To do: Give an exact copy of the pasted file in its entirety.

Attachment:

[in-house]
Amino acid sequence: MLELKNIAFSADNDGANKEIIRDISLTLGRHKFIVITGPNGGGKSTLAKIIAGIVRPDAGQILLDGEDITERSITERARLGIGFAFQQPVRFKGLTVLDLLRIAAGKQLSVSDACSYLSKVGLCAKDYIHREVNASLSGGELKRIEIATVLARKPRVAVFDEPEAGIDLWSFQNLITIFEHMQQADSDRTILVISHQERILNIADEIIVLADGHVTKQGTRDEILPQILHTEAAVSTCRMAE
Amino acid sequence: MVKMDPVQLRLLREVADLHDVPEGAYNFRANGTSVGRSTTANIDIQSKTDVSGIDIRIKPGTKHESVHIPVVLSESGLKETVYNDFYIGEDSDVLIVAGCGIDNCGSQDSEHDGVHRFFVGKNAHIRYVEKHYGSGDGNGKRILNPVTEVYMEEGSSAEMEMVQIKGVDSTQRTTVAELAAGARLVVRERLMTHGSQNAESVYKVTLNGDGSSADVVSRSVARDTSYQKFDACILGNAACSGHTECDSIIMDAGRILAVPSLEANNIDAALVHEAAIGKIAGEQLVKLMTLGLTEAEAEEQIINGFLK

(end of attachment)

[in-house]
Amino acid sequence: MLELKNIAFSADNDGANKEIIRDISLTLGRHKFIVITGPNGGGKSTLAKIIAGIVRPDAGQILLDGEDITERSITERARLGIGFAFQQPVRFKGLTVLDLLRIAAGKQLSVSDACSYLSKVGLCAKDYIHREVNASLSGGELKRIEIATVLARKPRVAVFDEPEAGIDLWSFQNLITIFEHMQQADSDRTILVISHQERILNIADEIIVLADGHVTKQGTRDEILPQILHTEAAVSTCRMAE
Amino acid sequence: MVKMDPVQLRLLREVADLHDVPEGAYNFRANGTSVGRSTTANIDIQSKTDVSGIDIRIKPGTKHESVHIPVVLSESGLKETVYNDFYIGEDSDVLIVAGCGIDNCGSQDSEHDGVHRFFVGKNAHIRYVEKHYGSGDGNGKRILNPVTEVYMEEGSSAEMEMVQIKGVDSTQRTTVAELAAGARLVVRERLMTHGSQNAESVYKVTLNGDGSSADVVSRSVARDTSYQKFDACILGNAACSGHTECDSIIMDAGRILAVPSLEANNIDAALVHEAAIGKIAGEQLVKLMTLGLTEAEAEEQIINGFLK